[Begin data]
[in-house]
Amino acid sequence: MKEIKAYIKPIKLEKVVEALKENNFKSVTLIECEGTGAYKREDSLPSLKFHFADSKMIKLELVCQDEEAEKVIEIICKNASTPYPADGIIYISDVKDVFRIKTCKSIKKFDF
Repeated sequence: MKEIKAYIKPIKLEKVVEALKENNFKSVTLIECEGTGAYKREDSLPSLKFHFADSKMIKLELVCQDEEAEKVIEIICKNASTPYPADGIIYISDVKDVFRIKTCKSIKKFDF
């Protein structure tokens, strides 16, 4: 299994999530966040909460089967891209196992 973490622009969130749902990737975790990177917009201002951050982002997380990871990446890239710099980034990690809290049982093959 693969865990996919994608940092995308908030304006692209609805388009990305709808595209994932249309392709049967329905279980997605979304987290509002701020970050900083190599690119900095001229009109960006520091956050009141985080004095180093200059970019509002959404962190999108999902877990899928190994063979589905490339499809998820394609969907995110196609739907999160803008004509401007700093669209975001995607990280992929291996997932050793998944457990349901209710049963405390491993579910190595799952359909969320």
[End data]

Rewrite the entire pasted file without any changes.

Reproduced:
[in-house]
Amino acid sequence: MKEIKAYIKPIKLEKVVEALKENNFKSVTLIECEGTGAYKREDSLPSLKFHFADSKMIKLELVCQDEEAEKVIEIICKNASTPYPADGIIYISDVKDVFRIKTCKSIKKFDF
Repeated sequence: MKEIKAYIKPIKLEKVVEALKENNFKSVTLIECEGTGAYKREDSLPSLKFHFADSKMIKLELVCQDEEAEKVIEIICKNASTPYPADGIIYISDVKDVFRIKTCKSIKKFDF
């Protein structure tokens, strides 16, 4: 299994999530966040909460089967891209196992 973490622009969130749902990737975790990177917009201002951050982002997380990871990446890239710099980034990690809290049982093959 693969865990996919994608940092995308908030304006692209609805388009990305709808595209994932249309392709049967329905279980997605979304987290509002701020970050900083190599690119900095001229009109960006520091956050009141985080004095180093200059970019509002959404962190999108999902877990899928190994063979589905490339499809998820394609969907995110196609739907999160803008004509401007700093669209975001995607990280992929291996997932050793998944457990349901209710049963405390491993579910190595799952359909969320």